2. SLOBIRD says:

    All sports players (baseball, basketball, football, etc.) who play in California pay State Income Tax. We actually have people working at the Franchise Tax Agency that attend the games and keep track of individual players that play in each game, even if they throw just one pitch or toss one ball, they then owe tax to California for each game they participate in. Therefore, they are also entitled to their State benefits (including Worker’s Comp – I am assuming the teams pay the State Worker’s Comp fees as well).

    Like or Dislike: Thumb up 2 Thumb down 0

    • abigchocoholic says:

      In addition to each one of these athlete paying into the worker’s comp system just like anyone else, I’m not sure what the point of the article is. Maybe just to inflame people? Whichever way?

      Just speaking about football, anyone who knows ex pro players sees a whole different side of it. For the overwhelming majority of these guys, they were just army ants. The average pro career is something like 3 years and they come away badly injured. Sure, they make incredible money for those 3 years but after it’s all over they spend the rest of their lives replacing joints and dealing with pain and brain damage. It can be pretty miserable.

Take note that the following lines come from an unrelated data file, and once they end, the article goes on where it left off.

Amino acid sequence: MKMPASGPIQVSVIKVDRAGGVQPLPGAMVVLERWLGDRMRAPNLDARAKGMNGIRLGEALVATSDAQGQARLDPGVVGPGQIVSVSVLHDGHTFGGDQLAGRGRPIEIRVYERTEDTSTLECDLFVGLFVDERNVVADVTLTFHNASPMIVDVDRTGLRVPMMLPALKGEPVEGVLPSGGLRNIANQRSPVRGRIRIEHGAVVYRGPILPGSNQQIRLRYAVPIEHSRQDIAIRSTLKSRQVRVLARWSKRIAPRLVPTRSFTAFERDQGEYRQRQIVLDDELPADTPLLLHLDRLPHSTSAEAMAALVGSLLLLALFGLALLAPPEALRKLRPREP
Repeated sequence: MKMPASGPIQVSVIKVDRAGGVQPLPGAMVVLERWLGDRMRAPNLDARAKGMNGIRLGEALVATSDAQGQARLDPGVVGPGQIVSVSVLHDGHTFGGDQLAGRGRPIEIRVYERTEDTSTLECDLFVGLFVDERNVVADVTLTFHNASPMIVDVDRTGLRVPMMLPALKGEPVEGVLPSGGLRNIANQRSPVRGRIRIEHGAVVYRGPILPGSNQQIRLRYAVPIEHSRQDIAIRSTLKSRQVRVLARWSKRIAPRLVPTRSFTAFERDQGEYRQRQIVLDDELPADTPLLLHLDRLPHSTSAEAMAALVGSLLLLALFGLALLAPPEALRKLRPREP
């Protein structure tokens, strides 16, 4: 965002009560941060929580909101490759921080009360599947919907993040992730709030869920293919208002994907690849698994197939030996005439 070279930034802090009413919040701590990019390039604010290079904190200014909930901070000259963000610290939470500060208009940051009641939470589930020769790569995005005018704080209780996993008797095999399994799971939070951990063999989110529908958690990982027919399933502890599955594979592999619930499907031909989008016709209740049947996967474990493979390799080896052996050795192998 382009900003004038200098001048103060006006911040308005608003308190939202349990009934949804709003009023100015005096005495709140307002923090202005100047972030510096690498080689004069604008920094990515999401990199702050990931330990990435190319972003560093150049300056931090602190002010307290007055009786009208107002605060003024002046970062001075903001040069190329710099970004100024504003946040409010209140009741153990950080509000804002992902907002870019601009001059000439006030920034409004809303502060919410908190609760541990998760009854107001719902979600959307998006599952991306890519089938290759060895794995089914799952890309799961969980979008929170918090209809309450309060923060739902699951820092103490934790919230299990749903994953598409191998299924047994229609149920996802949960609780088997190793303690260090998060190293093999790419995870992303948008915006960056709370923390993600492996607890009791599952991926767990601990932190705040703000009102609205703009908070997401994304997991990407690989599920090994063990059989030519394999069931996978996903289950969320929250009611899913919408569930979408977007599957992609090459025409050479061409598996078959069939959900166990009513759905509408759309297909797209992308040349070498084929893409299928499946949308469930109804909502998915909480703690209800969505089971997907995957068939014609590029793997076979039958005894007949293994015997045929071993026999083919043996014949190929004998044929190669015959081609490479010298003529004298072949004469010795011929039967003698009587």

People don’t generally know this but OJ was severely brain damaged from taking hits to his head in his pro football career. It turned him into a murderer and robber. Junior Sau immediately comes to mind too. And there’s thousands more since the 70s who are still alive and living severely debilitated lives—all so your average brainless American can waste half his weekend screaming at a TV set.

      And don’t even get me started on boxing or MMA. Anyone who’s ever seen Mohamed Ali or Evander Hollyfield or maybe even knows our local guy Chuck Liddell knows what happens to fighters.

      Like or Dislike: Thumb up 2 Thumb down 0

      • Pelican1 says:

        The point of the article is that many of these players did not play in California long enough to warrant such payouts. Workman’s comp is administered by each state. These athletes are filing claims in California because they have laws that aff1ord big pay outs despite the level of contribution…which seems unfair to the taxpayers.